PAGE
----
Addressing Ireland’s competitiveness remains a key priority for the Government. We continue to monitor Ireland's cost base and to analyse the factors that are crucial to improving our competitiveness. A range of initiatives are in process across Departments to: enhance our cost competitiveness and productivity; improve the ease of doing business; reduce the administrative burden businesses face; and, drive greater efficiencies across the enterprise base.

Significantly, in March 2019, Future Jobs Ireland was launched, a cross-government framework designed to improve our economy’s resilience in the face of emerging and future challenges. It sets out 26 ‘ambitions’ to 2025 across five pillars in the areas of innovation; productivity; skills and talent; participation; and transitioning to a low carbon economy. This initiative has proposed concrete and ambitious actions to enhance our productivity and competitiveness in order to ensure that we are well positioned to adapt to transformational changes the economy will face in the years ahead.

A range of specific deliverables in Future Jobs Ireland 2019 aim to enhance the business environment and improve competitiveness, as well as other factors, that contribute to specific sectoral cost challenges. For example:

- On credit and financial costs, the Future Growth Loan Scheme will provide long term debt financing for strategic investments at competitive rates in a post-Brexit environment;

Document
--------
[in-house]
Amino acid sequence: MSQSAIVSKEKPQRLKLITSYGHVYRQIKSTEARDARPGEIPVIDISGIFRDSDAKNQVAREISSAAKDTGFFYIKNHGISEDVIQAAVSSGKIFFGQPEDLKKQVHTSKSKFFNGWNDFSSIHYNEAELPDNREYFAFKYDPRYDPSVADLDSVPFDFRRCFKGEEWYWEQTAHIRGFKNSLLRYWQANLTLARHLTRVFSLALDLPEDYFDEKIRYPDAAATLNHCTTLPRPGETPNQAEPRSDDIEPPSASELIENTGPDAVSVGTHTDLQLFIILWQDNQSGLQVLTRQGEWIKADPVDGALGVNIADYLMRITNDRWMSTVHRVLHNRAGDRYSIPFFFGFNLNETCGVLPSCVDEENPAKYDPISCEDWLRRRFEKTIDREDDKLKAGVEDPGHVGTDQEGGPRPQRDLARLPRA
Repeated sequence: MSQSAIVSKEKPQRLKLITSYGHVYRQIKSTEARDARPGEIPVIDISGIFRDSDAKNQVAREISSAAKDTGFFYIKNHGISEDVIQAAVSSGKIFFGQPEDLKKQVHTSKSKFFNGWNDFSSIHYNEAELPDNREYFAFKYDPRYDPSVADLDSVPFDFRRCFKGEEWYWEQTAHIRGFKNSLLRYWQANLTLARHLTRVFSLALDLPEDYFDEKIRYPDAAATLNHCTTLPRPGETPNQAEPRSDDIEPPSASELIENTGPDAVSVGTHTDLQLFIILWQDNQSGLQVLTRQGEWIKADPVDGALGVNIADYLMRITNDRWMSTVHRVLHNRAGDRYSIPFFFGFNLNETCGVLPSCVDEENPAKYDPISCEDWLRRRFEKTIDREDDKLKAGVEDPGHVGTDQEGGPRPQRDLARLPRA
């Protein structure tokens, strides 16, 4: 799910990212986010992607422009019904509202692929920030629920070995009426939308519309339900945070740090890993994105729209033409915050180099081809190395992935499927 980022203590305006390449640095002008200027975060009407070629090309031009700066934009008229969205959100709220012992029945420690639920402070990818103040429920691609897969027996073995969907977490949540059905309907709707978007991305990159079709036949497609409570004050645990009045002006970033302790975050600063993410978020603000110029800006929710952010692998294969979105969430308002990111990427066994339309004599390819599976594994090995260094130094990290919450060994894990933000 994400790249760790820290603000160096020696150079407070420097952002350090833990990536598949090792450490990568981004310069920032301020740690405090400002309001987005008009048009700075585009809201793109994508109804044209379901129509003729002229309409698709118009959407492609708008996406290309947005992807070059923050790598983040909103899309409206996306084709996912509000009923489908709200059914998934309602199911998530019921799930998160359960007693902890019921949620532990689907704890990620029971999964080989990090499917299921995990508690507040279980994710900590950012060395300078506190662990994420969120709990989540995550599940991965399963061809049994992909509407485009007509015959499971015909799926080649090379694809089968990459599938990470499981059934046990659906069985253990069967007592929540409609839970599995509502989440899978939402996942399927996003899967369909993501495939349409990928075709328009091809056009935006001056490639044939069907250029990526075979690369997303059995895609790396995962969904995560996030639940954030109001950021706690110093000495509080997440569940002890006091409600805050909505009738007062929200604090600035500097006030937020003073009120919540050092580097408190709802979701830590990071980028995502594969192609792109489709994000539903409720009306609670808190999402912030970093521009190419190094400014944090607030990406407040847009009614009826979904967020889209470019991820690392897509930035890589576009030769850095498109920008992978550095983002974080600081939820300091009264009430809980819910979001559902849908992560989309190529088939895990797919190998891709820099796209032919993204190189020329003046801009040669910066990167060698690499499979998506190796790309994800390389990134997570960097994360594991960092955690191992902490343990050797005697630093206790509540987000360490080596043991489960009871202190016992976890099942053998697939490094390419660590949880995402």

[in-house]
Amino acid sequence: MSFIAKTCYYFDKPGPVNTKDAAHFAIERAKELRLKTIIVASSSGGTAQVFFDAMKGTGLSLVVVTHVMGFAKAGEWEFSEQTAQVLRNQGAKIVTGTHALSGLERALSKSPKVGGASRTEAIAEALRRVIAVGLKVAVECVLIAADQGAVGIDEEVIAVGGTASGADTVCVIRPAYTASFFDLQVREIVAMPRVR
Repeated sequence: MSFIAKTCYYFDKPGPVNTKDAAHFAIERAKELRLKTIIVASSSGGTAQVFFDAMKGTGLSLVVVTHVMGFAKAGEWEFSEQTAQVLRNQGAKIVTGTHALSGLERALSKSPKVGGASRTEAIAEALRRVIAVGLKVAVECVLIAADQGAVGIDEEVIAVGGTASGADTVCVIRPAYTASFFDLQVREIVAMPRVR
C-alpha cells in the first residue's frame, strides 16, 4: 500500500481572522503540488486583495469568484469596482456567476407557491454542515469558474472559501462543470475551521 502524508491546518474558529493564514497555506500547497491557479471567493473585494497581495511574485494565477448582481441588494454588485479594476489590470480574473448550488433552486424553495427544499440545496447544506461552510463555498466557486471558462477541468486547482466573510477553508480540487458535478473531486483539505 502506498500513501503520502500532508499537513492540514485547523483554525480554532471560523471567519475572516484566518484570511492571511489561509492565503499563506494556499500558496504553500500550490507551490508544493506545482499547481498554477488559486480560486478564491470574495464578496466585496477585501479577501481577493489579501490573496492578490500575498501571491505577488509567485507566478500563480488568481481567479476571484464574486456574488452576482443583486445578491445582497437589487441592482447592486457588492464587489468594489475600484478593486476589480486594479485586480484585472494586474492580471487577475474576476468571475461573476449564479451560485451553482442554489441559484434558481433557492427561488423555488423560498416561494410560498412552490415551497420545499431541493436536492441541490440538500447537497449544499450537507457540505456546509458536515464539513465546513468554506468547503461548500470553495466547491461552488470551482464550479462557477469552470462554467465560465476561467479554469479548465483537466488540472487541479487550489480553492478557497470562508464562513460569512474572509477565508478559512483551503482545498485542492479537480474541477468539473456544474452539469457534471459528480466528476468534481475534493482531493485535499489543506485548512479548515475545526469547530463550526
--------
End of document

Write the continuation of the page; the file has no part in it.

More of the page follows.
- On legal services, new business models for legal services will be introduced, including new legal partnerships and limited liability partnerships;

- On construction, an implementation plan for actions to stimulate construction sector productivity will be delivered, including greater deployment of Building Information Modelling.

Increasing productivity is the only long-term sustainable way of increasing the standard of living for our people, and there are a range of further initiatives underway across Government to enhance productivity, including:

- The review of SME policy designed to assess the SME business ecosystem and the range of supports offered to SMEs undertaken by my Department in conjunction with the OECD; and

- The development of an Industry 4.0 strategy to respond to the challenges and opportunities arising from the impact of digital technologies.

As a small open economy, we must never underestimate the importance of maintaining competitiveness, and ensuring that the cost of doing business does not impede this. In this regard, the actions outlined form an integral component of the Government’s over-arching plan for the future of the Irish economy.

Brexit Supports

Ceisteanna (131)

Charlie McConalogue

Ceist:

131. Deputy Charlie McConalogue asked the Minister for Business, Enterprise and Innovation the number of food businesses that have applied for working capital under the Brexit loan scheme which opened in March 2018 up until the end of quarter 3 2019; the number of such businesses that have been sanctioned financing to date; and the value of same. [40482/19]

Amharc ar fhreagra

Freagraí scríofa (Ceist ar Business)

The Brexit Loan Scheme provides affordable working capital to eligible businesses with up to 499 employees that are or will be Brexit impacted and which meet the scheme criteria.  The €23 million exchequer funding announced in the 2018 Budget has been leveraged to provide a fund of up to €300 million over the lifetime of the scheme.